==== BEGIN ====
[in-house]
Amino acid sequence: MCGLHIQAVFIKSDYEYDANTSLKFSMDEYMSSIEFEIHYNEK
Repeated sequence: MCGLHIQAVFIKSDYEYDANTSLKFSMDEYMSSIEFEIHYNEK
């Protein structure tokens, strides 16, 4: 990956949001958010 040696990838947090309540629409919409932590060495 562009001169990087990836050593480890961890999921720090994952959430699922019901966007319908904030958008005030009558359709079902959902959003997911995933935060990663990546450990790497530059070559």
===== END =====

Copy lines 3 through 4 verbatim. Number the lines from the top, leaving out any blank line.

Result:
Repeated sequence: MCGLHIQAVFIKSDYEYDANTSLKFSMDEYMSSIEFEIHYNEK
């Protein structure tokens, strides 16, 4: 990956949001958010 040696990838947090309540629409919409932590060495 562009001169990087990836050593480890961890999921720090994952959430699922019901966007319908904030958008005030009558359709079902959902959003997911995933935060990663990546450990790497530059070559």